The name “Winchester” conjures up images of rifles and the American West, but the Winchester on display at the Cody Firearms Museum at the Buffalo Bill Historical Center has two wheels and looks a lot like its cousin Harley Davidson.
And, even though it looks brand new, it’s really 102-years-old. Yes, it bears the Winchester name, as do hundreds of thousands of famous firearms, but this Winchester is a motorcycle, now on display in the Cody Firearms Museum where it’s attracting a great deal of visitor attention—and even astonishment.
“This Winchester motorcycle was built by the Edwin F. Merry Company in San Francisco, California, for the Winchester Repeating Arms Company,” explains Cody Firearms Curator Warren Newman. “Winchester commissioned the Merry Company to build 200 motorcycles from 1909 – 1911 under the Winchester patent rights. This one was built in 1910, and it is almost completely original. Forty years of research have confirmed that it is the only one of the original 200 Winchester motorcycles still in existence.”
The Winchester Model 1910 motorcycle is powered by a single cylinder, six horsepower engine. It was advertised with metal store signs and special edition pocket watches. While it doesn’t look much like a typical contemporary motorcycle, it shares many of the features of those produced by other manufacturers during the same time period, such as Harley Davidson and Indian.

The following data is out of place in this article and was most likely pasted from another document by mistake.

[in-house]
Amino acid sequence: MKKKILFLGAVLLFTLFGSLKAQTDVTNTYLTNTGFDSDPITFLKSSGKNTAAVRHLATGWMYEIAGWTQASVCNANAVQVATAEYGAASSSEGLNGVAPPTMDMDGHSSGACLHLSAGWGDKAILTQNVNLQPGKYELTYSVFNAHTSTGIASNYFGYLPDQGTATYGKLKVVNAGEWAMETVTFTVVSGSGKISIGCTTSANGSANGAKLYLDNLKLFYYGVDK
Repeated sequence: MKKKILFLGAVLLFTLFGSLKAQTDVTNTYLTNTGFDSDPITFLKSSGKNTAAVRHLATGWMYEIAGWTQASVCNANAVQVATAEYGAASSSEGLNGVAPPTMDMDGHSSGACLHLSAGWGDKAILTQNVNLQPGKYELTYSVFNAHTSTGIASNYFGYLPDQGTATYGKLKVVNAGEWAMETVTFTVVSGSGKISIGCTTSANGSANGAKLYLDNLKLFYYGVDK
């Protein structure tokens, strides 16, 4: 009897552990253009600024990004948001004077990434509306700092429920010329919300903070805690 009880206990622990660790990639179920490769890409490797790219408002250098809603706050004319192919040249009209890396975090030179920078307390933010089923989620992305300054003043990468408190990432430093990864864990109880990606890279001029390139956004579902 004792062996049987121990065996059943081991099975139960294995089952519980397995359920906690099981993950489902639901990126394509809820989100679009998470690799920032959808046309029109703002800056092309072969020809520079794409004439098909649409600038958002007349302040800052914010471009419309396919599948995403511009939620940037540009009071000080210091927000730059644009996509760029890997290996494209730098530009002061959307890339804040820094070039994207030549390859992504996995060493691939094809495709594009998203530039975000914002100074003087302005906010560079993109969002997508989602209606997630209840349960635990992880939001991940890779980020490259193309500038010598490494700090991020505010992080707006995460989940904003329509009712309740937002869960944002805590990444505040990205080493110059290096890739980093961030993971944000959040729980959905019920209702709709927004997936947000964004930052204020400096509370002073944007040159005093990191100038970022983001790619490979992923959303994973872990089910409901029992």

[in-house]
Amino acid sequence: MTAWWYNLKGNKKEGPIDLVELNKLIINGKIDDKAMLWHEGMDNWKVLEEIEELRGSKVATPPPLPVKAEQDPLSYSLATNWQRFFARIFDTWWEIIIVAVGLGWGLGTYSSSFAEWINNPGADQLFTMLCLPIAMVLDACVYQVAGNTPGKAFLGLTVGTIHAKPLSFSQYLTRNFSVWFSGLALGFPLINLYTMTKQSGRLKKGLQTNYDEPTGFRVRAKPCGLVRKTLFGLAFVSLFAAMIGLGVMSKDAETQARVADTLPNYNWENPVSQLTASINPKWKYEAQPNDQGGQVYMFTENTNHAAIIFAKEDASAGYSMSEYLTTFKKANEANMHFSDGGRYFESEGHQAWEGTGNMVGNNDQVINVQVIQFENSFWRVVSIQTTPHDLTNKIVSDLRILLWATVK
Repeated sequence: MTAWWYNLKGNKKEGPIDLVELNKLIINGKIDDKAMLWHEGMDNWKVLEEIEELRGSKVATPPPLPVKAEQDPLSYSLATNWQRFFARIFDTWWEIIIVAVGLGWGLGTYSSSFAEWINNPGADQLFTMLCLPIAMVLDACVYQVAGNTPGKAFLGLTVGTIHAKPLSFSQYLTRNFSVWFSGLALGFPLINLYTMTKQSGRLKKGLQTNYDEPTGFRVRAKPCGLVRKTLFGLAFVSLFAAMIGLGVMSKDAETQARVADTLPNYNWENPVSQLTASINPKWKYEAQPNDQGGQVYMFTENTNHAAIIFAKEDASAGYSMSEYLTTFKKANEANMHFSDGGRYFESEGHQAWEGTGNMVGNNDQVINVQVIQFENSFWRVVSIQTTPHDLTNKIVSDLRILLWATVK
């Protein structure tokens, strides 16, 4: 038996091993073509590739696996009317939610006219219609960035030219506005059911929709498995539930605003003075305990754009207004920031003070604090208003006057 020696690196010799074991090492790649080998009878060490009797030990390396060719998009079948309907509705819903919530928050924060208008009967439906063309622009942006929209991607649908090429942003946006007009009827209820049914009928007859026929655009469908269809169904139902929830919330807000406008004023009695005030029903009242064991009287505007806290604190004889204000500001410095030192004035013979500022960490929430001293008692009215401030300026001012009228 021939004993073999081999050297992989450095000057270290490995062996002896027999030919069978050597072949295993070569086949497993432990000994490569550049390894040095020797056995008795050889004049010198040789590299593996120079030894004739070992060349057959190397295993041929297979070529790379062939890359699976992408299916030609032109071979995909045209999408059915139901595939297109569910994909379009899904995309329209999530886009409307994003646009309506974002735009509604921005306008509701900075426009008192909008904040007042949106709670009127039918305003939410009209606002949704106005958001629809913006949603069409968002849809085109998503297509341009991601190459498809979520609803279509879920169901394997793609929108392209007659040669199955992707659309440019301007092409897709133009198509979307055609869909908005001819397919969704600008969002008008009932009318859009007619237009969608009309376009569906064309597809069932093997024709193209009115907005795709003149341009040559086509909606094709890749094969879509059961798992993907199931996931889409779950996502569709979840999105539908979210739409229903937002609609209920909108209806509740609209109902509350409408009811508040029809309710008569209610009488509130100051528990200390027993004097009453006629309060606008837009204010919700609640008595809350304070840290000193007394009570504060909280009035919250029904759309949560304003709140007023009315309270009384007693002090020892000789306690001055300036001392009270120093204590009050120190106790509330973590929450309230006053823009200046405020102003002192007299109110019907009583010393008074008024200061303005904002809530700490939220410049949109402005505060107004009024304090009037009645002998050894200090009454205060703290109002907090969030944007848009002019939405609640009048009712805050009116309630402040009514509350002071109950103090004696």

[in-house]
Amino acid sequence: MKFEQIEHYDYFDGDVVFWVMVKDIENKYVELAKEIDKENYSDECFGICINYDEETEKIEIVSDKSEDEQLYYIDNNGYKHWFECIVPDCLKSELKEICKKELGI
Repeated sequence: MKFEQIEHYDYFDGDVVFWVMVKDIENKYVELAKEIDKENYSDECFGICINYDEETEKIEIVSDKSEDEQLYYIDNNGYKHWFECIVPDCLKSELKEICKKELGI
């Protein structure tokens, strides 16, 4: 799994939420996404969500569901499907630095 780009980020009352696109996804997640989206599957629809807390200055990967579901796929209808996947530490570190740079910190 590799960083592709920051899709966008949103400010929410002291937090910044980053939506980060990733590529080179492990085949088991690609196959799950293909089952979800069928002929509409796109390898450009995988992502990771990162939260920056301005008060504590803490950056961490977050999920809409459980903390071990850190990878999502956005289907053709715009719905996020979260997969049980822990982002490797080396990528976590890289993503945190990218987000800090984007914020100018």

The motorcycle is on loan to the Historical Center from the collection of Ray Gibson of Turlock, California.
Since 1917, the Buffalo Bill Center of the West has been committed to the greatness and growth of the American West, keeping western experiences alive. The Center, an affiliate of the Smithsonian Institution, weaves the varied threads of the western experience—history and myth, art and Native culture, firearms, and the nature and science of Yellowstone—into the rich panorama that is the American West.